A common downfall of new printers using light colored inks is thinking the print will be the same color as how the ink looks in the can. Here is a can of nice deep rust orange ink but it is actually meant to be a light apricot color. When applying an unfamiliar ink to your press, use a small amount and work your way up to color. That is much easier than having to wipe ink off and possibly put lintballs from a rag on the ink drum or disc. If you do have way too much ink on, it’s less trouble to simply wash up and start over. There is never an end to learning more press tricks!
Thanks to printer Tim for pointing out this other face of the fascinating press we work on. What a charming companion to look down and see!
Here is a simple and classy way to let gold foil shine on a traditional wedding invitation. This is jewelry on paper!
It’s been a while since we’ve done an Essential Q&A on the Boxcar blog, so we’re bringing it back! Today we’ve got some questions for Rebecca Miller, prepress extraordinaire — read on to find out more about her!
Job title: Pre-Press
Describe what you do at Boxcar Press in 10 words: Prepare press-friendly layouts and illuminate design, technical, and printing solutions.
My super power is: Making people feel at ease.
Hometown: Sault Ste. Marie, Michigan (pronounced “SOO”)
My favorite printing equipment: Heidelbergs!
What three places do you want out-of-towners to visit in Central New York?
1. Boxcar Press of course!
2. The Oncenter Arena to catch a Syracuse Crunch game
3. Fillmore Glen in Moravia, NY
Music that inspires me: MIDI music from old video games
The greenest thing I do: Recycle old clothes into nifty pillows and throws
Besides letterpress, I am passionate about: Typography, illustration, and hockey!
My favorite Pantone: 368: A green you can count on.
Most memorable meal: Bear jerky and deep fried smelt. Delicious!
What book do you think everyone should read? The Jungle by Upton Sinclair
What’s on your nightstand right now? The Prince by Machiavelli, ink pens, and a digital clock in 24-hour time.
Something about the Boxcar Press crew our customers don’t know: How extraordinary and cheerful we are… even under pressure or the weather. Such gifted talent in this group!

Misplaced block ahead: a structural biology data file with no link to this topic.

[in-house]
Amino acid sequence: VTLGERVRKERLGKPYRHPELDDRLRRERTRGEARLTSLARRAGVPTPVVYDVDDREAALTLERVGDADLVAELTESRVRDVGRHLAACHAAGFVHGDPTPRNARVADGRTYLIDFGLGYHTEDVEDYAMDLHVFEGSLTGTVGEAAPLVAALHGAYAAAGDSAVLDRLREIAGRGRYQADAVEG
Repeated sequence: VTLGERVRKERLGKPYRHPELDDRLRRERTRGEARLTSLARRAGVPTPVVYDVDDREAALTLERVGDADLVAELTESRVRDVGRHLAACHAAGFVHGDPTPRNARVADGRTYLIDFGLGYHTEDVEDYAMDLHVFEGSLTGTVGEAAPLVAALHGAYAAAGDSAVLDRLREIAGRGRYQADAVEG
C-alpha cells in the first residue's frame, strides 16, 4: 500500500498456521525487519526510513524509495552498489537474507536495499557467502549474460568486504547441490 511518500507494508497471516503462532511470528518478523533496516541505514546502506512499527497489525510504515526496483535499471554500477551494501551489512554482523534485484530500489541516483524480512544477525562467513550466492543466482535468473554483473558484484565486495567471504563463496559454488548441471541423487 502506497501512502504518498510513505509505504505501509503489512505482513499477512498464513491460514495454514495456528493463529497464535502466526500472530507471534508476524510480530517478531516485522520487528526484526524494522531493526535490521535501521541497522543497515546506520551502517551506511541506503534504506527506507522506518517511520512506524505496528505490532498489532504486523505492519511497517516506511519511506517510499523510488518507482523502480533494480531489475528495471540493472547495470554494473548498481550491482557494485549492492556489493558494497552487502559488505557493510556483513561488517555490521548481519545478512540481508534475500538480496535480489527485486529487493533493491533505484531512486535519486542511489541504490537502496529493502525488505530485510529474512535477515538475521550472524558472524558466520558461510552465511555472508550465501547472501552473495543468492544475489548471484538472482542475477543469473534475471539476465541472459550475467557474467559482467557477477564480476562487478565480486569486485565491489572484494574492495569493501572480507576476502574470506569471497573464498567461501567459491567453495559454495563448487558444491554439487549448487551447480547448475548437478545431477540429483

We had the honor of receiving some special guests recently. Bill Goldston, director of the renowned Universal Limited Art Editions (ULAE) and Andrew Saluti, curator of Pressing Print, a wonderful show of ULAE pieces at SUArt Galleries/ Shaffer Art Bldg. For decades, Bill has been inviting artists to come to his shop to explore the medium of printmaking using etching, silkscreen, letterpress, digital, anything to make the artists’ vision come true. He has worked with artists such as Jasper Johns, Jane Hammond, Carroll Dunham and Kiki Smith performing technical feats that my eyes have seen the amazing results of at the show currently in town. Highly recommend seeing it in person if you can! For show info. For info on ULAE.
From left in photo: Cathy, Bill, Andrew, Harold
Boxcar Press started off February with a tour group from the local branch of the AIGA. These tours are a great opportunity for us to not only show what our company has to offer, but also helps us encourage and inspire people to pursue designing for letterpress projects. The group size consisted of about seven graphic designers. They showed great interest in the process from design to platemaking all the way to finishing. Everyone enjoyed watching the printers at their windmills and rubbing their fingertips over the impression in the paper. As letterpress continues to grow in popularity, we find graphic designers who visit are more knowledgeable about the craft than just a couple of years ago. A big thanks to these designers for stopping in!
The offset press starts feeding, first gulping air then feeding delicious text weight sheets.
Remember Dave from our First Friday Potluck when he played guitar for us? He is caught here on candid camera.